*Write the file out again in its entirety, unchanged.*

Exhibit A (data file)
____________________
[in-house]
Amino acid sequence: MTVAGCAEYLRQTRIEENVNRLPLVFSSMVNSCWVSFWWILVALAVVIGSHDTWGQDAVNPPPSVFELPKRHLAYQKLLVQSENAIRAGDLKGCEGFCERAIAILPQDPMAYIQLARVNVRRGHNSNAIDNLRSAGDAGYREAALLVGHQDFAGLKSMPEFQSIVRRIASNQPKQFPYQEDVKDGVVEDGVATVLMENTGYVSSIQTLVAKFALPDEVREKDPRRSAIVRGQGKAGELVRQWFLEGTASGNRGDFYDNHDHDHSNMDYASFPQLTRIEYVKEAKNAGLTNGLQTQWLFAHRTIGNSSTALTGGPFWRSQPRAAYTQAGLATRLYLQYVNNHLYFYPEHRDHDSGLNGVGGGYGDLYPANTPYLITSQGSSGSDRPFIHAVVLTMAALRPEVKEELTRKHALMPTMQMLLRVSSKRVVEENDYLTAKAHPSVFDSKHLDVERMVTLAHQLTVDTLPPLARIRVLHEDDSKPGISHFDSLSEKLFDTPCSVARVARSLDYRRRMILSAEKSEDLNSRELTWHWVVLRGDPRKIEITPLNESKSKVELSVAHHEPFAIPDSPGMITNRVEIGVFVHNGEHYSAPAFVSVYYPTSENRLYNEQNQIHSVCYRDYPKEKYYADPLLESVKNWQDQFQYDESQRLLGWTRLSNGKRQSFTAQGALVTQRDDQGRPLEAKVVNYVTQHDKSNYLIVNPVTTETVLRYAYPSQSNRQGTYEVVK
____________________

[in-house]
Amino acid sequence: MTVAGCAEYLRQTRIEENVNRLPLVFSSMVNSCWVSFWWILVALAVVIGSHDTWGQDAVNPPPSVFELPKRHLAYQKLLVQSENAIRAGDLKGCEGFCERAIAILPQDPMAYIQLARVNVRRGHNSNAIDNLRSAGDAGYREAALLVGHQDFAGLKSMPEFQSIVRRIASNQPKQFPYQEDVKDGVVEDGVATVLMENTGYVSSIQTLVAKFALPDEVREKDPRRSAIVRGQGKAGELVRQWFLEGTASGNRGDFYDNHDHDHSNMDYASFPQLTRIEYVKEAKNAGLTNGLQTQWLFAHRTIGNSSTALTGGPFWRSQPRAAYTQAGLATRLYLQYVNNHLYFYPEHRDHDSGLNGVGGGYGDLYPANTPYLITSQGSSGSDRPFIHAVVLTMAALRPEVKEELTRKHALMPTMQMLLRVSSKRVVEENDYLTAKAHPSVFDSKHLDVERMVTLAHQLTVDTLPPLARIRVLHEDDSKPGISHFDSLSEKLFDTPCSVARVARSLDYRRRMILSAEKSEDLNSRELTWHWVVLRGDPRKIEITPLNESKSKVELSVAHHEPFAIPDSPGMITNRVEIGVFVHNGEHYSAPAFVSVYYPTSENRLYNEQNQIHSVCYRDYPKEKYYADPLLESVKNWQDQFQYDESQRLLGWTRLSNGKRQSFTAQGALVTQRDDQGRPLEAKVVNYVTQHDKSNYLIVNPVTTETVLRYAYPSQSNRQGTYEVVK